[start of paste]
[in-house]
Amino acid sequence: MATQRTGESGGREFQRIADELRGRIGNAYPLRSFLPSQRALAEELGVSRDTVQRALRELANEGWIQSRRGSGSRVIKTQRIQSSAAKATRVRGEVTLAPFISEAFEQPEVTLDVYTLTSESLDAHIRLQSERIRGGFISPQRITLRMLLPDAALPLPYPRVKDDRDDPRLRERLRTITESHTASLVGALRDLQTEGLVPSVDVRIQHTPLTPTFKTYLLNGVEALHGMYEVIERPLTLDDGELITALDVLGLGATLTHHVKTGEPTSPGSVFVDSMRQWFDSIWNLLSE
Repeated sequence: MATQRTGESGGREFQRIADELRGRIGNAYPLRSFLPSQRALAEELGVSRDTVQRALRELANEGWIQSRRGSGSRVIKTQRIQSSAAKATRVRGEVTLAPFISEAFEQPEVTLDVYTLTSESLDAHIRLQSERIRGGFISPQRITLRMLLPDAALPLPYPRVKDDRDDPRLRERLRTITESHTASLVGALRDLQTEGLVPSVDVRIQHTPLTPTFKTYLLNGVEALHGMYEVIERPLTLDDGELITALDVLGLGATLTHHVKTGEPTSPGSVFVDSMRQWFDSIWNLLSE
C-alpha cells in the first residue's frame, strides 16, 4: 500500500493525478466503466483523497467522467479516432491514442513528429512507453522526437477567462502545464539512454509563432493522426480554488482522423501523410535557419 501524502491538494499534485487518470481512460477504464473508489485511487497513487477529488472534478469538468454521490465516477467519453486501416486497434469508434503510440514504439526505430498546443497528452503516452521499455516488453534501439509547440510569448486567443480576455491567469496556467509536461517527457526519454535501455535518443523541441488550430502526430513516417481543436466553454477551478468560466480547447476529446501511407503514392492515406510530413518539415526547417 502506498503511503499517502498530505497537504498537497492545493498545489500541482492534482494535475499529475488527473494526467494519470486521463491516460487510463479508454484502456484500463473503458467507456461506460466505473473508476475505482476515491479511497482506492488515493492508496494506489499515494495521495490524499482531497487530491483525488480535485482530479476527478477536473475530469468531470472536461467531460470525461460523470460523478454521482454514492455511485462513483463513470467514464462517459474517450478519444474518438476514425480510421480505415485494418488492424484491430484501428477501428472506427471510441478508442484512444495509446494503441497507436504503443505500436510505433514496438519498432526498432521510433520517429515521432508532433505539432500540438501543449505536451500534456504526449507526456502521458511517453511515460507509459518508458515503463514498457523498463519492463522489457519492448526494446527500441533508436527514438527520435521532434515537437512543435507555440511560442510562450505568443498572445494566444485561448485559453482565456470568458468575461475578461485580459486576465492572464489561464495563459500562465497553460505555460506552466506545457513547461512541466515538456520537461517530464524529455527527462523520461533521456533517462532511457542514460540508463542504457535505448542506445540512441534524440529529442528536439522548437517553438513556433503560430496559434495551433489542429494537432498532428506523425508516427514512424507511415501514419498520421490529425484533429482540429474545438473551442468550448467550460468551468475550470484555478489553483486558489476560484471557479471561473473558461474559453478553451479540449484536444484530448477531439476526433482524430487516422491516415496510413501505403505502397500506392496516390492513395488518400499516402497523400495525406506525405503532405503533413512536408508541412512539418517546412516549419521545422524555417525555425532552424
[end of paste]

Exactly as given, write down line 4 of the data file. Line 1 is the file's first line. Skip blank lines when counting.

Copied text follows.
C-alpha cells in the first residue's frame, strides 16, 4: 500500500493525478466503466483523497467522467479516432491514442513528429512507453522526437477567462502545464539512454509563432493522426480554488482522423501523410535557419 501524502491538494499534485487518470481512460477504464473508489485511487497513487477529488472534478469538468454521490465516477467519453486501416486497434469508434503510440514504439526505430498546443497528452503516452521499455516488453534501439509547440510569448486567443480576455491567469496556467509536461517527457526519454535501455535518443523541441488550430502526430513516417481543436466553454477551478468560466480547447476529446501511407503514392492515406510530413518539415526547417 502506498503511503499517502498530505497537504498537497492545493498545489500541482492534482494535475499529475488527473494526467494519470486521463491516460487510463479508454484502456484500463473503458467507456461506460466505473473508476475505482476515491479511497482506492488515493492508496494506489499515494495521495490524499482531497487530491483525488480535485482530479476527478477536473475530469468531470472536461467531460470525461460523470460523478454521482454514492455511485462513483463513470467514464462517459474517450478519444474518438476514425480510421480505415485494418488492424484491430484501428477501428472506427471510441478508442484512444495509446494503441497507436504503443505500436510505433514496438519498432526498432521510433520517429515521432508532433505539432500540438501543449505536451500534456504526449507526456502521458511517453511515460507509459518508458515503463514498457523498463519492463522489457519492448526494446527500441533508436527514438527520435521532434515537437512543435507555440511560442510562450505568443498572445494566444485561448485559453482565456470568458468575461475578461485580459486576465492572464489561464495563459500562465497553460505555460506552466506545457513547461512541466515538456520537461517530464524529455527527462523520461533521456533517462532511457542514460540508463542504457535505448542506445540512441534524440529529442528536439522548437517553438513556433503560430496559434495551433489542429494537432498532428506523425508516427514512424507511415501514419498520421490529425484533429482540429474545438473551442468550448467550460468551468475550470484555478489553483486558489476560484471557479471561473473558461474559453478553451479540449484536444484530448477531439476526433482524430487516422491516415496510413501505403505502397500506392496516390492513395488518400499516402497523400495525406506525405503532405503533413512536408508541412512539418517546412516549419521545422524555417525555425532552424